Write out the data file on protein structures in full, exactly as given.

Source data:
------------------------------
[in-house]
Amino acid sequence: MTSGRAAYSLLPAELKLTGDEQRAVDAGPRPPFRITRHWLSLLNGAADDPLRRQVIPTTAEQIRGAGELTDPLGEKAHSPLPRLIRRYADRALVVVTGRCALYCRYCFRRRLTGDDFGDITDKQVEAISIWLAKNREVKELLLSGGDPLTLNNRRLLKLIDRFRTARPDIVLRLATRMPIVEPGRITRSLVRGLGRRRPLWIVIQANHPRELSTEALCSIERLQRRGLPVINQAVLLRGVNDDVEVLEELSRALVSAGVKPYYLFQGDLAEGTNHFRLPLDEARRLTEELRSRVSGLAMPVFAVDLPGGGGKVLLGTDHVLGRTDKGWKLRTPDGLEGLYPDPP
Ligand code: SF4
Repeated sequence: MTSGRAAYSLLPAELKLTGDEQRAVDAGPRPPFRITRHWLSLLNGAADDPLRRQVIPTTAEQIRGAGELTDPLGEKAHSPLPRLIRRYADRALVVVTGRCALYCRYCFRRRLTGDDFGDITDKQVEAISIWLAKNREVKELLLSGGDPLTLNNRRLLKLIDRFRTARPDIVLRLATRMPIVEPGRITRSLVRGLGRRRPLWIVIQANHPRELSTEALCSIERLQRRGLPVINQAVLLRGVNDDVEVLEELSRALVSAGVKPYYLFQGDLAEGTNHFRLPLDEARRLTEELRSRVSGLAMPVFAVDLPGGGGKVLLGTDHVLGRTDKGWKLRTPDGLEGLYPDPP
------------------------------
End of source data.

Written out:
[in-house]
Amino acid sequence: MTSGRAAYSLLPAELKLTGDEQRAVDAGPRPPFRITRHWLSLLNGAADDPLRRQVIPTTAEQIRGAGELTDPLGEKAHSPLPRLIRRYADRALVVVTGRCALYCRYCFRRRLTGDDFGDITDKQVEAISIWLAKNREVKELLLSGGDPLTLNNRRLLKLIDRFRTARPDIVLRLATRMPIVEPGRITRSLVRGLGRRRPLWIVIQANHPRELSTEALCSIERLQRRGLPVINQAVLLRGVNDDVEVLEELSRALVSAGVKPYYLFQGDLAEGTNHFRLPLDEARRLTEELRSRVSGLAMPVFAVDLPGGGGKVLLGTDHVLGRTDKGWKLRTPDGLEGLYPDPP
Ligand code: SF4
Repeated sequence: MTSGRAAYSLLPAELKLTGDEQRAVDAGPRPPFRITRHWLSLLNGAADDPLRRQVIPTTAEQIRGAGELTDPLGEKAHSPLPRLIRRYADRALVVVTGRCALYCRYCFRRRLTGDDFGDITDKQVEAISIWLAKNREVKELLLSGGDPLTLNNRRLLKLIDRFRTARPDIVLRLATRMPIVEPGRITRSLVRGLGRRRPLWIVIQANHPRELSTEALCSIERLQRRGLPVINQAVLLRGVNDDVEVLEELSRALVSAGVKPYYLFQGDLAEGTNHFRLPLDEARRLTEELRSRVSGLAMPVFAVDLPGGGGKVLLGTDHVLGRTDKGWKLRTPDGLEGLYPDPP